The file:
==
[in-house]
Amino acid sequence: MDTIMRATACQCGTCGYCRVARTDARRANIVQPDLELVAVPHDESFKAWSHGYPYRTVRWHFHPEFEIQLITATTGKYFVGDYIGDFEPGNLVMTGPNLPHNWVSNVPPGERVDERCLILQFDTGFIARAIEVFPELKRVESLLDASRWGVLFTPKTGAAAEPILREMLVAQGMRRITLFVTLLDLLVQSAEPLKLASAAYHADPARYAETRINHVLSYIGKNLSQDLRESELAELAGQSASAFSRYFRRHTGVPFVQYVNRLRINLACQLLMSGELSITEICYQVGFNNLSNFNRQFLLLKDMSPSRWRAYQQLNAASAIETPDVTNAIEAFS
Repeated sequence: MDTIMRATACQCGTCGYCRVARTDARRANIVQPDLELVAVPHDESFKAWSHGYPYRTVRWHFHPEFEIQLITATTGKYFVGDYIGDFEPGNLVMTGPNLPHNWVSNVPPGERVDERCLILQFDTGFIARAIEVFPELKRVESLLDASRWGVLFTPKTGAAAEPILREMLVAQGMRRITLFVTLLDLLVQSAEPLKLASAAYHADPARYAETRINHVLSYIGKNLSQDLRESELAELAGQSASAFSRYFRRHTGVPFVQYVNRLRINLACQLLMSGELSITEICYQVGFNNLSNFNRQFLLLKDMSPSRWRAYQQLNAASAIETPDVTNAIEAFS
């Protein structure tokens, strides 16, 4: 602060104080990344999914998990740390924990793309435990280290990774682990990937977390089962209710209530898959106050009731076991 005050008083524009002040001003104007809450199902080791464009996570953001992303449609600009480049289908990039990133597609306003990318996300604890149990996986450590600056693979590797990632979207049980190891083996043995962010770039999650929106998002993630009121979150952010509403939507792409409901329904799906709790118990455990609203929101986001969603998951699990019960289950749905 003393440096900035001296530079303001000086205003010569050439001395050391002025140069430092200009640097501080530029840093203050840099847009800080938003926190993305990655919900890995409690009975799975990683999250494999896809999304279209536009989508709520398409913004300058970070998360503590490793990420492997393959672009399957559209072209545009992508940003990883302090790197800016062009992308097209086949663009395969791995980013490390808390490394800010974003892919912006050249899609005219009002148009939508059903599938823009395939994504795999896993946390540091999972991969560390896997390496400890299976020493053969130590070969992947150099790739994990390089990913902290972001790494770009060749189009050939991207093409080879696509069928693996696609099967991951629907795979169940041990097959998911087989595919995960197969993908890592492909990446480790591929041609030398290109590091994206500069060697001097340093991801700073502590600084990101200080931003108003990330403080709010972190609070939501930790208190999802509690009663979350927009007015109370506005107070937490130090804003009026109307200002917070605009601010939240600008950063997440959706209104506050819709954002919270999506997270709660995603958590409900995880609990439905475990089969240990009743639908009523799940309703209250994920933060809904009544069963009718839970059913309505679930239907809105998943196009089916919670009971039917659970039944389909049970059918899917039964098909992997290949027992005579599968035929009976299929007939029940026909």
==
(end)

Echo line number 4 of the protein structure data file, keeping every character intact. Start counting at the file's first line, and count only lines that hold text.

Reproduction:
């Protein structure tokens, strides 16, 4: 602060104080990344999914998990740390924990793309435990280290990774682990990937977390089962209710209530898959106050009731076991 005050008083524009002040001003104007809450199902080791464009996570953001992303449609600009480049289908990039990133597609306003990318996300604890149990996986450590600056693979590797990632979207049980190891083996043995962010770039999650929106998002993630009121979150952010509403939507792409409901329904799906709790118990455990609203929101986001969603998951699990019960289950749905 003393440096900035001296530079303001000086205003010569050439001395050391002025140069430092200009640097501080530029840093203050840099847009800080938003926190993305990655919900890995409690009975799975990683999250494999896809999304279209536009989508709520398409913004300058970070998360503590490793990420492997393959672009399957559209072209545009992508940003990883302090790197800016062009992308097209086949663009395969791995980013490390808390490394800010974003892919912006050249899609005219009002148009939508059903599938823009395939994504795999896993946390540091999972991969560390896997390496400890299976020493053969130590070969992947150099790739994990390089990913902290972001790494770009060749189009050939991207093409080879696509069928693996696609099967991951629907795979169940041990097959998911087989595919995960197969993908890592492909990446480790591929041609030398290109590091994206500069060697001097340093991801700073502590600084990101200080931003108003990330403080709010972190609070939501930790208190999802509690009663979350927009007015109370506005107070937490130090804003009026109307200002917070605009601010939240600008950063997440959706209104506050819709954002919270999506997270709660995603958590409900995880609990439905475990089969240990009743639908009523799940309703209250994920933060809904009544069963009718839970059913309505679930239907809105998943196009089916919670009971039917659970039944389909049970059918899917039964098909992997290949027992005579599968035929009976299929007939029940026909």